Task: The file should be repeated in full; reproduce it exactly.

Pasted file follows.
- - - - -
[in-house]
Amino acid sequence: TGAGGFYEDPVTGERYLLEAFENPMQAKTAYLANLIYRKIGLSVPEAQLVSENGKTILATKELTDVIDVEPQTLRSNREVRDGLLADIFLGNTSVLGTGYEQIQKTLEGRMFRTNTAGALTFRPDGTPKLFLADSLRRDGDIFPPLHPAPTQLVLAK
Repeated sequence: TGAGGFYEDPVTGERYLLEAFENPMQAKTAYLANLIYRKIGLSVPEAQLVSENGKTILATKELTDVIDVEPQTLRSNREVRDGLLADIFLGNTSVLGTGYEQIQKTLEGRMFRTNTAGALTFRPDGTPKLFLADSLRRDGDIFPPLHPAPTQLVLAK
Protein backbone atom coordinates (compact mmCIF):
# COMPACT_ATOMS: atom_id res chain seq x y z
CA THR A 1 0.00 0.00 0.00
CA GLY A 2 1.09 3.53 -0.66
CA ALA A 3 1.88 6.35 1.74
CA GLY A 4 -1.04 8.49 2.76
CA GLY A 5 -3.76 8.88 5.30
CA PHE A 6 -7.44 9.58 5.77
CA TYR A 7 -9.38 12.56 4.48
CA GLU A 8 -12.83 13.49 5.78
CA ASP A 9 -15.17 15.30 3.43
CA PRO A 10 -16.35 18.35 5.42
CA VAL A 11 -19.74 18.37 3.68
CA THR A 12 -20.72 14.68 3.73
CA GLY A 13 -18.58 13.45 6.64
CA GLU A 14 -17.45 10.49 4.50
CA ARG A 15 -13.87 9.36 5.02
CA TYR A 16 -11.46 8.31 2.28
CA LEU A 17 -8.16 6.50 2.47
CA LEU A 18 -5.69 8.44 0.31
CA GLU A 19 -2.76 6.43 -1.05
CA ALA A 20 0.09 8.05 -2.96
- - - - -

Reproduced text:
[in-house]
Amino acid sequence: TGAGGFYEDPVTGERYLLEAFENPMQAKTAYLANLIYRKIGLSVPEAQLVSENGKTILATKELTDVIDVEPQTLRSNREVRDGLLADIFLGNTSVLGTGYEQIQKTLEGRMFRTNTAGALTFRPDGTPKLFLADSLRRDGDIFPPLHPAPTQLVLAK
Repeated sequence: TGAGGFYEDPVTGERYLLEAFENPMQAKTAYLANLIYRKIGLSVPEAQLVSENGKTILATKELTDVIDVEPQTLRSNREVRDGLLADIFLGNTSVLGTGYEQIQKTLEGRMFRTNTAGALTFRPDGTPKLFLADSLRRDGDIFPPLHPAPTQLVLAK
Protein backbone atom coordinates (compact mmCIF):
# COMPACT_ATOMS: atom_id res chain seq x y z
CA THR A 1 0.00 0.00 0.00
CA GLY A 2 1.09 3.53 -0.66
CA ALA A 3 1.88 6.35 1.74
CA GLY A 4 -1.04 8.49 2.76
CA GLY A 5 -3.76 8.88 5.30
CA PHE A 6 -7.44 9.58 5.77
CA TYR A 7 -9.38 12.56 4.48
CA GLU A 8 -12.83 13.49 5.78
CA ASP A 9 -15.17 15.30 3.43
CA PRO A 10 -16.35 18.35 5.42
CA VAL A 11 -19.74 18.37 3.68
CA THR A 12 -20.72 14.68 3.73
CA GLY A 13 -18.58 13.45 6.64
CA GLU A 14 -17.45 10.49 4.50
CA ARG A 15 -13.87 9.36 5.02
CA TYR A 16 -11.46 8.31 2.28
CA LEU A 17 -8.16 6.50 2.47
CA LEU A 18 -5.69 8.44 0.31
CA GLU A 19 -2.76 6.43 -1.05
CA ALA A 20 0.09 8.05 -2.96